The dense metal with a high melting point is quite useful as a material for manufacturing crucibles or the tips of spark plugs. But what about vodka glasses?
Asparagus is known for its great flavor, but also for its ability to make pee smell… different. In this video, biochemist and author Shirley Corriher explains the science behind this funky phenomenon.
No, the barking dog is not what you think. You won’t see and hear a hyperactive canine. But here, scientists simulate a slow-motion bark by mixing nitrous oxide (laughing gas) and sulfur dioxide in a gigantic test tube.
Bytesize Science takes on a common breakfast disturbance — the foul taste of orange juice after you brush your teeth. Toothpaste is loaded with a cornucopia of chemicals that add flavors, body, texture, and most importantly, the ability to clean your teeth. One compound in particular, a detergent known as sodium lauryl sulfate, is responsible for the suds that you produce when brushing. As it turns out, this compound has an interesting effect on your mouth’s taste receptors. Watch the video to find out exactly how SLS alters your sense of taste, and be prepared to amaze your friends at breakfast when you drop chemical facts on why this bitter combo leads to such a puckered up, gross experience.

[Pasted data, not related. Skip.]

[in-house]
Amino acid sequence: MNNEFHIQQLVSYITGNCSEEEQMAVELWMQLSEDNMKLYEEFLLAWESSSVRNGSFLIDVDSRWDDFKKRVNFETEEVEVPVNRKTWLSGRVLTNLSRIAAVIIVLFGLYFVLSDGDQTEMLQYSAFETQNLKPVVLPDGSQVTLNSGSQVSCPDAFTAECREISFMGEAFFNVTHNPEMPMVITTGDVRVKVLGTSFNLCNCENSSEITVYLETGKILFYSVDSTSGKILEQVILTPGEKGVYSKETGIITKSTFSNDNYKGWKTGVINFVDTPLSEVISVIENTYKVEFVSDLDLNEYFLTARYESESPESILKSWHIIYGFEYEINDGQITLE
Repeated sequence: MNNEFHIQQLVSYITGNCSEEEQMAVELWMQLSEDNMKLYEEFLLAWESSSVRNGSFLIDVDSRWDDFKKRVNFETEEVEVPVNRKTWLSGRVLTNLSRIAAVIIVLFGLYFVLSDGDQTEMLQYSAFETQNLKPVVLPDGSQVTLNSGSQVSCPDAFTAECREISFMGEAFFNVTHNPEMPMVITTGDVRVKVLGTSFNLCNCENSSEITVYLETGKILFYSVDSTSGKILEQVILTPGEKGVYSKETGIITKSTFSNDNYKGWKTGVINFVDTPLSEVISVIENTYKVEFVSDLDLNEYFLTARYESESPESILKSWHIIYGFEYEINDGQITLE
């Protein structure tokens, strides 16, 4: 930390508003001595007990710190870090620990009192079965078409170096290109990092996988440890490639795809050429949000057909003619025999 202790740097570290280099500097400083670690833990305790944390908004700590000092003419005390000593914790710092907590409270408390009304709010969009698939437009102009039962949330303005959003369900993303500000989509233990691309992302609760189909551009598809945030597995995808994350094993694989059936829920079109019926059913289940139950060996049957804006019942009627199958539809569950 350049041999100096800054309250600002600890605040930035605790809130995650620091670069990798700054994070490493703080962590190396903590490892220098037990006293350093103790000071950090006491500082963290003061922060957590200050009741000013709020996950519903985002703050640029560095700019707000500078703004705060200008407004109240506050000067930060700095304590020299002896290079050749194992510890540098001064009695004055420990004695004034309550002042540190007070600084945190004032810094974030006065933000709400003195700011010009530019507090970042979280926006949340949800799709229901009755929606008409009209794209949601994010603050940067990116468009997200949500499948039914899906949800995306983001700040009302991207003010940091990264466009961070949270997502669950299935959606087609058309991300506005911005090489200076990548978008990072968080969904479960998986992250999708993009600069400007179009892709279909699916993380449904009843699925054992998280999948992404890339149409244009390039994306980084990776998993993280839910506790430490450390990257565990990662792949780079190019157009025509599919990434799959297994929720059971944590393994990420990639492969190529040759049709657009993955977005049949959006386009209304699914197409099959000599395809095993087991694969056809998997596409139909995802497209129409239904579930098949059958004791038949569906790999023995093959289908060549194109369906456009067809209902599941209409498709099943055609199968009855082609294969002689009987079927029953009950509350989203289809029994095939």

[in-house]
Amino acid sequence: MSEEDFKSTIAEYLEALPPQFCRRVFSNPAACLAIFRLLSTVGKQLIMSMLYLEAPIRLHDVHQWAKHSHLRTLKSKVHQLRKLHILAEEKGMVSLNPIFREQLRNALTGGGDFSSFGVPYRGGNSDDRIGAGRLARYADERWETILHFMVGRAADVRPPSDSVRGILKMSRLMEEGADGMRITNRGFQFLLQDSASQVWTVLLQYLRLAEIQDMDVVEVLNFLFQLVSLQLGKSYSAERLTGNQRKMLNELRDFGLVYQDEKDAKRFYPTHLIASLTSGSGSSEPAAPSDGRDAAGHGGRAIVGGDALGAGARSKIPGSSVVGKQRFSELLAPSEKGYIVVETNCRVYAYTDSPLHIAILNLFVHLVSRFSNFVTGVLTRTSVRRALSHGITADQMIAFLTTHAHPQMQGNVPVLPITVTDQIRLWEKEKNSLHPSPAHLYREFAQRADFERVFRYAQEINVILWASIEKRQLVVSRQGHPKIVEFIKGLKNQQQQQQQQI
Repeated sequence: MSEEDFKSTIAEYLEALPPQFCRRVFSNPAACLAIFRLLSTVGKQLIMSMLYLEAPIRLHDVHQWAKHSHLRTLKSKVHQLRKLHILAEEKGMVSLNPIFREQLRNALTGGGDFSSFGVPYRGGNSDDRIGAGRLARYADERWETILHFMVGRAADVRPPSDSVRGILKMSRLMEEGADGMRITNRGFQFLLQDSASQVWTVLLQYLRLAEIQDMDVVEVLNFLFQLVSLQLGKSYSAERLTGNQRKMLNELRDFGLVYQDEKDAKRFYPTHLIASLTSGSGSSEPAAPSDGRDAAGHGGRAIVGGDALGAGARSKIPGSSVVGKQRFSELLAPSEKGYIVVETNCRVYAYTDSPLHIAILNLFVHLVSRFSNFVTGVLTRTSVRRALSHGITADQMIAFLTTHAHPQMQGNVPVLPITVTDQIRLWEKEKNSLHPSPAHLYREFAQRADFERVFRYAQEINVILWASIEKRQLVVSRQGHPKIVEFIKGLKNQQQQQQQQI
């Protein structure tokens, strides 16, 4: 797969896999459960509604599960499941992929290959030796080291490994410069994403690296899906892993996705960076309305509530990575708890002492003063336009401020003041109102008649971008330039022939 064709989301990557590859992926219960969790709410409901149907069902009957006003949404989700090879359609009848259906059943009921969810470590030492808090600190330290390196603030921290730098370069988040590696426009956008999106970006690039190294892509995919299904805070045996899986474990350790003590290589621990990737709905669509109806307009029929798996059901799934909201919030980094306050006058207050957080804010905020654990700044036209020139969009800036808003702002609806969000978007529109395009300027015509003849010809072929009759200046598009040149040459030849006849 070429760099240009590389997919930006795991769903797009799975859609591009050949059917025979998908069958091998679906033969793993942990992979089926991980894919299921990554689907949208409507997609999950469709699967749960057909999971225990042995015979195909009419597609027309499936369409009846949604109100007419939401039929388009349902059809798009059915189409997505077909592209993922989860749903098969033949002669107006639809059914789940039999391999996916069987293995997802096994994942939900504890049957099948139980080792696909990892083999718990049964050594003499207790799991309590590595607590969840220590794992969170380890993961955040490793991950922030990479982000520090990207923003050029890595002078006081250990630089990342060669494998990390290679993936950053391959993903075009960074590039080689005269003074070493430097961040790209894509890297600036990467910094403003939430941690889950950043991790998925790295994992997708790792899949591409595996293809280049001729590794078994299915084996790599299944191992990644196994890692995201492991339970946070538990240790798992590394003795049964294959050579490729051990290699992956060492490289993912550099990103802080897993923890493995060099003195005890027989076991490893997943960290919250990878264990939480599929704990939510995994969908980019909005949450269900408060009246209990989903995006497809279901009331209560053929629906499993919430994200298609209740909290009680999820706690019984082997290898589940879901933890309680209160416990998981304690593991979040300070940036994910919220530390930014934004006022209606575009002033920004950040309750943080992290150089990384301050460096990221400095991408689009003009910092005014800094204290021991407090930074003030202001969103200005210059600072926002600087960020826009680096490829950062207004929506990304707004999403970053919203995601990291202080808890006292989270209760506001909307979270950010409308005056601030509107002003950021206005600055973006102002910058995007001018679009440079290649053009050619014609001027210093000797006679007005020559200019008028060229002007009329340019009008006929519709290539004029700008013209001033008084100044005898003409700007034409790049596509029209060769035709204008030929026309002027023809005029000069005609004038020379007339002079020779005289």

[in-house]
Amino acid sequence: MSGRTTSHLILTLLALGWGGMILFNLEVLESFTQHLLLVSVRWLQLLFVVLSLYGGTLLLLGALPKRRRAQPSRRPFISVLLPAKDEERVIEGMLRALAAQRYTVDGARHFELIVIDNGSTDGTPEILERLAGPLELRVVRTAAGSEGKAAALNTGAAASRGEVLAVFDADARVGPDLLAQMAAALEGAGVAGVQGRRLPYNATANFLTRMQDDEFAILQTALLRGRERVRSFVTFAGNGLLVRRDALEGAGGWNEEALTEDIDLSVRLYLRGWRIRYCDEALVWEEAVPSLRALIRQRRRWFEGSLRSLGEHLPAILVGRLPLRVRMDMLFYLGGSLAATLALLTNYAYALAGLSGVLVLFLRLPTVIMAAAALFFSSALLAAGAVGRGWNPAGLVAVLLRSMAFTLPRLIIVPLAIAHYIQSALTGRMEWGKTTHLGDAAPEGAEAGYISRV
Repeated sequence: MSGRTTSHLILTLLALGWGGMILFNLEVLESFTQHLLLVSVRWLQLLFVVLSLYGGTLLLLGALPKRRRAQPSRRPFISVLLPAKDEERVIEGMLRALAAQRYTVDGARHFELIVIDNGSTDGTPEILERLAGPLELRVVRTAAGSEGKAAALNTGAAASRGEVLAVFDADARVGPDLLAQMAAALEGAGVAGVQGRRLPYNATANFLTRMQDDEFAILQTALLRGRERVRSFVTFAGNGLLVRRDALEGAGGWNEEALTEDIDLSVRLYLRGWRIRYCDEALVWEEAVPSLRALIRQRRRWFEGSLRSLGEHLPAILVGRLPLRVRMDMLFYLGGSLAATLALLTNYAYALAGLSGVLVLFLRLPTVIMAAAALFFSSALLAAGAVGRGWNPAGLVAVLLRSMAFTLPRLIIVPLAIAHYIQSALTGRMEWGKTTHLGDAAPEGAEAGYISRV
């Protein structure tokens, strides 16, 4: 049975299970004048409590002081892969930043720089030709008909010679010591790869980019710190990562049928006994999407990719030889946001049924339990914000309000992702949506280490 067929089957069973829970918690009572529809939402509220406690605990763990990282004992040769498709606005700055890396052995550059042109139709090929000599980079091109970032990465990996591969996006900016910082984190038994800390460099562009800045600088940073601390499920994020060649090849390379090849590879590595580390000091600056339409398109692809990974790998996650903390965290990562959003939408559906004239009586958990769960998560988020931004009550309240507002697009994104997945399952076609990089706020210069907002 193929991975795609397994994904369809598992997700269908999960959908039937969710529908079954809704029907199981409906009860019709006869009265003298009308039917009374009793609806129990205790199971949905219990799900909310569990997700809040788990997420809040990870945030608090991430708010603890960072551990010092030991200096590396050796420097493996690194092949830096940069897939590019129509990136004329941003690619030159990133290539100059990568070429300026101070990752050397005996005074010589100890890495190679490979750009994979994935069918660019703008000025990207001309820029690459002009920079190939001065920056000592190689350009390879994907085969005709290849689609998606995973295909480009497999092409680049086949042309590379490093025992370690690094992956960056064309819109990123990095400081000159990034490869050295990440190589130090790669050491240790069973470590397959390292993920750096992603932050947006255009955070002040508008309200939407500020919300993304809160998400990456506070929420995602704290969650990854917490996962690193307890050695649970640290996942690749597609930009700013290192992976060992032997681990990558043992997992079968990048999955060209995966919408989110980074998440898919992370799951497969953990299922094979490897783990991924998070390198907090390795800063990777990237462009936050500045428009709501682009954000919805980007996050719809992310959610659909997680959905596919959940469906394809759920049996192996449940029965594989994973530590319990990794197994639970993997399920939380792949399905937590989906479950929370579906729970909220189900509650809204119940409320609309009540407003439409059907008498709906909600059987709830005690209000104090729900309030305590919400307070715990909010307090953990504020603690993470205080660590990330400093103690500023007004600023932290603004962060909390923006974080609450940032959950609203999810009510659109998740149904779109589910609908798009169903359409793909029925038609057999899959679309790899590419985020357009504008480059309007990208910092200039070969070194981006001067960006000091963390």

In this week’s edition of SciShow news, Hank Green brings you discoveries involving two of the most exotic substances on Earth — the world’s rarest element and the world’s oldest water. Two great tastes that taste great together? Stay tuned to find out.
Learning to talk about chemistry can be like learning a foreign language, but Hank Green is here to help with some straightforward and simple rules to help you learn to speak Chemistrian like a native.
Alex Dainis shares a little bit of gaseous chemistry in this edition of Bite Sci-zed. To illustrate, she performs a simple, but nifty trick using a burning piece of paper to suck an egg into a bottle.
Besides buying a box of chocolates for your sweetheart this Valentine’s Day, you might also want to get a few boxes to stash away for yourself. Scientific research has proven that chocolate, in moderation, can be good for your health. Bytesize Science delves into the chemistry of chocolate to explain why this is so.